German Health Minister Jens Spahn on Saturday said he thinks a lockdown lasting 10 to 14 days is necessary to get the country’s ballooning coronavirus outbreak under control.
“If we take the figures, including the developments today, we actually need at least another 10 or 14 days in which we really shut down our contacts, our mobility,” he said.
According to Spahn, Germany needs a lockdown over next week’s Easter holidays similar to what occurred last year, when Germans were clearly told to stay at home and avoid all contacts.
Spahn also said that Germany would likely begin administering the single-shot coronavirus vaccine developed by US manufacturer Johnson & Johnson starting in mid-April, giving Germany’s so-far slow vaccine roll-out a boost.
The European Union’s medicines regulator endorsed the vaccine – the fourth to be approved in the bloc – on March 11, but deliveries have yet to start.
Earlier on Saturday, Germany’s intensive care doctors said a two-week hard lockdown was the only way to avoid overwhelming hospitals as the country grapples with a third wave of infections.
A mix of hard lockdown, vaccinations and testing is necessary to “prevent intensive care units from being overflowed,” the head of the German Interdisciplinary Association for Intensive Care and Emergency Medicine, Christian Karagiannidis, told the Rheinische Post daily.
He called on politicians to put an immediate stop to any planned openings in light of the rapidly rising case numbers. “I ask politicians not to abandon hospital staff,” added Karagiannidis.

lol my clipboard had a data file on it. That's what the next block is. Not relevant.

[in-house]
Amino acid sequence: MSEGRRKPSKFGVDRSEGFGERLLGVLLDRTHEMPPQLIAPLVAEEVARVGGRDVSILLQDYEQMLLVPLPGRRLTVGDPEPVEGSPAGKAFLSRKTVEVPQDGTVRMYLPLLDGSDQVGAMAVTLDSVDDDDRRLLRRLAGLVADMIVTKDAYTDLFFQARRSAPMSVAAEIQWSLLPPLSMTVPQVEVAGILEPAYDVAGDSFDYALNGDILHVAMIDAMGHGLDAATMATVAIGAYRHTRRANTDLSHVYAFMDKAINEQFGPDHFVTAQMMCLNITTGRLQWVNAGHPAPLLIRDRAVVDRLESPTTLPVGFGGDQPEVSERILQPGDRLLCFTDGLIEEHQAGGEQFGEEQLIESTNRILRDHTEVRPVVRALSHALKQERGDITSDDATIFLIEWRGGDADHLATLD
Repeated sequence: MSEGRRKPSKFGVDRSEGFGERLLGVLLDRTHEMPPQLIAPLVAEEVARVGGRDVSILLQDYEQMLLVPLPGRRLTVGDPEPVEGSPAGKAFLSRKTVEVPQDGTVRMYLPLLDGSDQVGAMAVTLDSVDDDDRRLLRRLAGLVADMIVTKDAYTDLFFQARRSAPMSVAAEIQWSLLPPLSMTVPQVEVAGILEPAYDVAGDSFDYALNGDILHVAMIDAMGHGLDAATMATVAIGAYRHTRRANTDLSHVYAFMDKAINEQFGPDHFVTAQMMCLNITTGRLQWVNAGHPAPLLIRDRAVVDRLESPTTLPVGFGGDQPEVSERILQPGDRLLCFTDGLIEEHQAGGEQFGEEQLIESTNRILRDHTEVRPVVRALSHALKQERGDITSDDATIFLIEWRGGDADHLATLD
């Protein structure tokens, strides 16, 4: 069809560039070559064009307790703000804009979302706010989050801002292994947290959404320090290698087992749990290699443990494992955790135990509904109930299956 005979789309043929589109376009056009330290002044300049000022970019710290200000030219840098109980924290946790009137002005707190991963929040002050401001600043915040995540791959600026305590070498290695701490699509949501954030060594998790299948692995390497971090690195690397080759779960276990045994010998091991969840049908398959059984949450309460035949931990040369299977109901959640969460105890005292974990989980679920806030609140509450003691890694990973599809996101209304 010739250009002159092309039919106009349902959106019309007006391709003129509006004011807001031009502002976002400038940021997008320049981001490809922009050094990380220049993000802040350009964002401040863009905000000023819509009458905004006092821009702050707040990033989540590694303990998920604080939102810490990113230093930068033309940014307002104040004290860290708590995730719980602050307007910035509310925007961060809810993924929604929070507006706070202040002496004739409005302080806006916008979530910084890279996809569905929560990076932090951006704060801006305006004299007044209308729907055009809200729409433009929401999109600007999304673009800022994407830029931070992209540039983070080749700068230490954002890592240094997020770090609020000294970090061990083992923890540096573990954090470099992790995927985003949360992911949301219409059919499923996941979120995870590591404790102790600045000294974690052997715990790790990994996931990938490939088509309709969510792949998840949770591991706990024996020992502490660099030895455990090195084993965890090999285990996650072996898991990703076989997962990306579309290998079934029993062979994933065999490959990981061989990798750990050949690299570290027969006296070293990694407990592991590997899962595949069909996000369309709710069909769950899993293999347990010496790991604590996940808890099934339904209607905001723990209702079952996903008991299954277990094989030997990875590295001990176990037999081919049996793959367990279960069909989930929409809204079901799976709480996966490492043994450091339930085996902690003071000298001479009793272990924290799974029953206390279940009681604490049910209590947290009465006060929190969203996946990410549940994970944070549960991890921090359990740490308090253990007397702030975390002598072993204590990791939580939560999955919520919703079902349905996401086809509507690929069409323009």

The Robert Koch Institute (RKI) for disease control on Saturday reported its highest seven-day incidence rate per 100,000 inhabitants since mid-January: 124.9. The day before, it had stood at 119,1.
Germany’s coronavirus strategy was thrown into confusion earlier this week, when the government of Chancellor Angela Merkel made a spectacular u-turn on a plan to tighten an existing nationwide lockdown over Easter, citing legal and logistical problems in implementing it.
The uncertainty has caused discord among the premiers of Germany’s 16 federal states, some of whom are refusing to go along with a plan to return to a harder lockdown in areas where the infection rate remains comparatively low.
Merkel often appeals for a unified response but Germany’s federal system gives the states significant leeway to set rules.
A recent poll, however, showed that more people were again in favour of tightening measures rather than loosening them. According to a poll by the broadcaster ZDF, 36 per cent want to tighten measures while 31 per cent wants to maintain the current restrictions.
Only a quarter of respondents said they wanted to relax measures.
Berlin on Saturday implemented new rules under which all retailers that re-opened at the beginning of the month, when Germany’s lockdown was eased, can keep welcoming customers, but they have to provide a negative test result.
Supermarkets, pharmacies and drugstores are exempt from the requirement, which goes into effect on Wednesday, Mayor Michael Mueller said after a meeting of the city-state’s Senate.
Museums and businesses that offer close-contact services, such as hair salons or tattoo studios, may also remain open but patrons must present a negative test result as well.
Pilot projects for reopening further cultural institutions under strict limitations, such as concert halls or clubs, where put on ice, Mueller said.